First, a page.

currency. The dollar continues to stand alone, its
mismanagement over the last five years notwithstanding .

Between late 1993 and mid 1996, gold was roughly at
US$400, give or take US$10. At the end of 1996, the
severe decline in gold prices and the rise in the U.S.
dollar starts, with gold hitting its lowest level on July 20,
1999, at $252.80. Why did the U.S. dollar go up relative
to almost every currency and commodity prices? The
increased demand for the dollar had a number of
causes, only one of which was its expanding status
as reserve currency. Another cause was the growing
demand for the U.S. dollar around the world with the
faster-growing economies of the 1990s. Greenspan
did not respond to the increased global demand;
instead he brought about the disastrous currency
fluctuations of the last six years.

Based on Greenspan's earlier speeches, we may then
speculate on what might have caused him to pursue
the erroneous policy, and what may have led to his
drastic change of mind. It was in 1996 that Greenspan
made his famous speech on "irrational exuberance"
at a time the Dow was in the 6,000 range. Since now,
six years later, the Dow is hovering between 8,000 and
9,000 even after expectations of lowered growth rates,
terror, war, and Latin American upheavals, Greenspan
may have realized his mistake, thinking that the 6,000
level was too high, and that he must apply restrictive
monetary policy to lower it. Also, last year, finally,
Greenspan started to talk about deflation. Since
Greenspan had been an ardent believer in the gold
standard before becoming chairman of the Fed, he
may have put together the sequence of events and
recognized the errors of his ways. After all, if one
looked at all these facts and sequence of events
over the last six years through a "gold price"
perspective, they should not have been a surprise.
They were predictable.

This realization does not imply that the Fed will now
buy either treasury or other government bonds (the
two options that he and Bernanke raised in their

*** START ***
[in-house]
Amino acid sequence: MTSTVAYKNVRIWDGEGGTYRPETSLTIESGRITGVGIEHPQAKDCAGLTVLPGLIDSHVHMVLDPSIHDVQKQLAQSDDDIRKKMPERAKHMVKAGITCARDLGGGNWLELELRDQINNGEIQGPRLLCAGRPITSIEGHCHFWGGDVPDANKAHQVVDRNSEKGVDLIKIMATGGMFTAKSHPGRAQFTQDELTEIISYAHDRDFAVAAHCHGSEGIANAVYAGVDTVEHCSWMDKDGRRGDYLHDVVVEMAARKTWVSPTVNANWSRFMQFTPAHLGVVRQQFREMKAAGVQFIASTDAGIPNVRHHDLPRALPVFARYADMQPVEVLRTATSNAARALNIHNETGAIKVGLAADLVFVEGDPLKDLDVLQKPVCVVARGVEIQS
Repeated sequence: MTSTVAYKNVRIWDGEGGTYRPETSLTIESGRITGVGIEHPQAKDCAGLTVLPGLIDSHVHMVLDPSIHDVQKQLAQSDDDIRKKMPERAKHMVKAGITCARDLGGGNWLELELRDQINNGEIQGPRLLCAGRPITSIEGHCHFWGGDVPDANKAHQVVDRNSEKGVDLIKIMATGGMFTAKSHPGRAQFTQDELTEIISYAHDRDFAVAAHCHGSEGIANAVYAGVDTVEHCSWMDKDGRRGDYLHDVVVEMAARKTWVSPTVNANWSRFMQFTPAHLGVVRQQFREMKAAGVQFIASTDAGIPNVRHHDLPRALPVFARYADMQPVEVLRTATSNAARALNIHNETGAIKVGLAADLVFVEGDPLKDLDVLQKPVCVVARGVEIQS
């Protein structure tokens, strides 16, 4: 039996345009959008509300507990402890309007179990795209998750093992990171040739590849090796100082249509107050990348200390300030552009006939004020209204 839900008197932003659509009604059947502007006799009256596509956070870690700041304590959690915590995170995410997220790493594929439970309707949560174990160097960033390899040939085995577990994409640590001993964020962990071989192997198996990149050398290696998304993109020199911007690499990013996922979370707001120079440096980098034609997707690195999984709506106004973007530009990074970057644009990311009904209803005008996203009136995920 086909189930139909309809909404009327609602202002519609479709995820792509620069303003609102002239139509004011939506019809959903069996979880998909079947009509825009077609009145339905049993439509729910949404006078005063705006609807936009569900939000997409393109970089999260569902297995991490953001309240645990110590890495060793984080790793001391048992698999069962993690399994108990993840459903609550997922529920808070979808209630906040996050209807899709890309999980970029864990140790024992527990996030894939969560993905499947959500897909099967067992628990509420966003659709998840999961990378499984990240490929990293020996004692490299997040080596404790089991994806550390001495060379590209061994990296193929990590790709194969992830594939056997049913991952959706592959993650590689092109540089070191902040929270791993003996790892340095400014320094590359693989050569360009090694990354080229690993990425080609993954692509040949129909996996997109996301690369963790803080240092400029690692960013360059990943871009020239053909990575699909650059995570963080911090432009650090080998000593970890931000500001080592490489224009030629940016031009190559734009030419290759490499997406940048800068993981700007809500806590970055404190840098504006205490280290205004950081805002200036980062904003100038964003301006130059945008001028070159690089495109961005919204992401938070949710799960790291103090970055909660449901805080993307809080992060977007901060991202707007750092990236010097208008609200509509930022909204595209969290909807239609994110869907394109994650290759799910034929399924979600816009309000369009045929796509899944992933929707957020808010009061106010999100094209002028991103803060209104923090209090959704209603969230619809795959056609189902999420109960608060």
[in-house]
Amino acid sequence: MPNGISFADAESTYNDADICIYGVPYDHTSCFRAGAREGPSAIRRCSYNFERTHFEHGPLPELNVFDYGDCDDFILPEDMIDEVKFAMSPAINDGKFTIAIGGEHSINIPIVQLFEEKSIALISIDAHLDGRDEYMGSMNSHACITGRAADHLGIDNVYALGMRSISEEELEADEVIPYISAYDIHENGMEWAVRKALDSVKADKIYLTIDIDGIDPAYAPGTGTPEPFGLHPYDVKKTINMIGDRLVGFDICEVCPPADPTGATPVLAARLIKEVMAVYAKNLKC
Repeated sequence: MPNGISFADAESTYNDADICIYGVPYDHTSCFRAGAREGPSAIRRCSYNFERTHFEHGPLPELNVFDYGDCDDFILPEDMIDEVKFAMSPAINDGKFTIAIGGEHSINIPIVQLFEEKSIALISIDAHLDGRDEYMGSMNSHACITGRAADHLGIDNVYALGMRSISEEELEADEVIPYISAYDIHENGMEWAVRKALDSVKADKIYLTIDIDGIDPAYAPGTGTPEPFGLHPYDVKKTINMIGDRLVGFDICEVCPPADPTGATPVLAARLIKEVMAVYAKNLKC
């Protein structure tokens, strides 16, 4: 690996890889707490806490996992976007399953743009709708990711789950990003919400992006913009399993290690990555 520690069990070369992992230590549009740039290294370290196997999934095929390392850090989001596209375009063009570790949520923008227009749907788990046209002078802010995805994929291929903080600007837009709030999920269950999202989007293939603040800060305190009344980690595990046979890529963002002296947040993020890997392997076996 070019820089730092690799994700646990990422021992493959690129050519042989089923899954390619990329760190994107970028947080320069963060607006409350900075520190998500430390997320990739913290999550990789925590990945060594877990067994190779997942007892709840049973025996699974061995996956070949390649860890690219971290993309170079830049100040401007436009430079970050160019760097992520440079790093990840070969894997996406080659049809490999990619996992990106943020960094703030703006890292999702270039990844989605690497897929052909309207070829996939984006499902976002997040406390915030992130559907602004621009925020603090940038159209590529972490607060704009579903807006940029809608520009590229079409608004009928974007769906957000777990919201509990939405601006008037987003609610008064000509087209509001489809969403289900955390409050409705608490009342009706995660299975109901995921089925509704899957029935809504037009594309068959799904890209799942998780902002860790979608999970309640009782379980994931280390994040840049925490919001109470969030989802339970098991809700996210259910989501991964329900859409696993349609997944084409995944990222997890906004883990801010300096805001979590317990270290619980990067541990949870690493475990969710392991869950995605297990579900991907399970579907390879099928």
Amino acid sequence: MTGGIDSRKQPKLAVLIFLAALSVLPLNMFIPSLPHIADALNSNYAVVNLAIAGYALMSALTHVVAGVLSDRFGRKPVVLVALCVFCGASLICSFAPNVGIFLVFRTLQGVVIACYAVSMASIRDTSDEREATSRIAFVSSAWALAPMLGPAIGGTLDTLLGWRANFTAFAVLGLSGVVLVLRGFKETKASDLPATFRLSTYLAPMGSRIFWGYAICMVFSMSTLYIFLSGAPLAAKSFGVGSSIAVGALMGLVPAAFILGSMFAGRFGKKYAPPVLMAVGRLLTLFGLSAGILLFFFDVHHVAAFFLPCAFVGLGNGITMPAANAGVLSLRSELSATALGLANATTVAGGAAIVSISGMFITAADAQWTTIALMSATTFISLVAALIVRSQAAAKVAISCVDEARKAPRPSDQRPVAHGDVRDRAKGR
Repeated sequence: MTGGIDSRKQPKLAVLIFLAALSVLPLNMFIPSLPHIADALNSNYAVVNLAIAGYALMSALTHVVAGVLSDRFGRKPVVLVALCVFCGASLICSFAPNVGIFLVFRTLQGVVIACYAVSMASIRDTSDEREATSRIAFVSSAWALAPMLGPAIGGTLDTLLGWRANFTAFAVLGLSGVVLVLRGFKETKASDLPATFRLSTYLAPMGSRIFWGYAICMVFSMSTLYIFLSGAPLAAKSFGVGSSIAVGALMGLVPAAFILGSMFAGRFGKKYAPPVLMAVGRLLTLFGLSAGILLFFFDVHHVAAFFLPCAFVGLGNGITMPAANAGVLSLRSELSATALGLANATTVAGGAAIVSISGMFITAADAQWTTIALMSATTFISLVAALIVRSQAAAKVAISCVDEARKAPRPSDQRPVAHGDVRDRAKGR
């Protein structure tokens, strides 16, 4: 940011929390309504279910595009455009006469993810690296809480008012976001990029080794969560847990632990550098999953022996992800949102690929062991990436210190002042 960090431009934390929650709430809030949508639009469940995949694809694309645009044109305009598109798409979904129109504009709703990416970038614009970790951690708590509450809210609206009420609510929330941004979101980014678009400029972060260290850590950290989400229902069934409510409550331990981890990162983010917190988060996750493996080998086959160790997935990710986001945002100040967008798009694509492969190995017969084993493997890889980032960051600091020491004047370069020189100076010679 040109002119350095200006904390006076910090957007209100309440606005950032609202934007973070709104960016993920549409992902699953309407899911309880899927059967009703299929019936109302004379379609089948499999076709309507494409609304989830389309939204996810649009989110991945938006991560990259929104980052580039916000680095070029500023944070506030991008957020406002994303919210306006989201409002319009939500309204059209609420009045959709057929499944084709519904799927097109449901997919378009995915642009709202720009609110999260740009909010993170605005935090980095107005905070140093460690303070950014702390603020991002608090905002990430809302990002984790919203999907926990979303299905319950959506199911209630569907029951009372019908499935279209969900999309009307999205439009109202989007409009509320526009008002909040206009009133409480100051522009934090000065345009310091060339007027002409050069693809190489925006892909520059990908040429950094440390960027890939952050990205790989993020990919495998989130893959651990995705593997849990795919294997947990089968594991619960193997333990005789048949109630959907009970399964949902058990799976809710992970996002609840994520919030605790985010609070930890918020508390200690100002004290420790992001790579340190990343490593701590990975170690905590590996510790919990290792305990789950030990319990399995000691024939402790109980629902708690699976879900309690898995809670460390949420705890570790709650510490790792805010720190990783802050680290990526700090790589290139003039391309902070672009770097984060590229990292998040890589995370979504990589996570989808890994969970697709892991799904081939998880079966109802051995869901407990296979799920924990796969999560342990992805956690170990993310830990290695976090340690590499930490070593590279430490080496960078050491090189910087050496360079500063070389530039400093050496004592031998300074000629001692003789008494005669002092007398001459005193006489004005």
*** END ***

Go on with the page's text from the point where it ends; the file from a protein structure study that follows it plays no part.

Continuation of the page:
speeches) with newly minted dollars until gold goes
back to the US$400 level. With war and diminished
growth rates on the horizon (even with the fiscal
stimulus), the global demand for the dollar is not what
it was in the late 1990s. Choosing a rough, rounded
average of US$350 as a target may be a reasonable
guess for a Greenspan "target" point. He might have
chosen it already: He knows that the global demand
for the dollar has been declining since 2001, yet the
monetary base is up by roughly 8 percent over the
last year. Unsurprisingly, the dollar has been in
decline relative to most major currencies, sliding to a
level where it should have been.

If my analysis is in the right ballpark and Greenspan
from now on uses the gold price to guide his monetary
policy, no further significant increase in the price of gold
should be expected. If demand for the U.S. dollar
continues to drop, the Fed will issue treasury bonds,
and if it rises, it would buy them or other government
bonds. Once the U.S. dollar becomes "as good as
gold," even if informally, and with the present fiscal
stimulus, capital will flow to the U.S., the euro will
weaken, and so will the Canadian dollar.

-----------------------------------------------------------

Reuven Brenner, a professor at McGill University's
Faculty of Management, is the author of "Force of
Finance." He is a member of the Financial Post's
Board of Economists.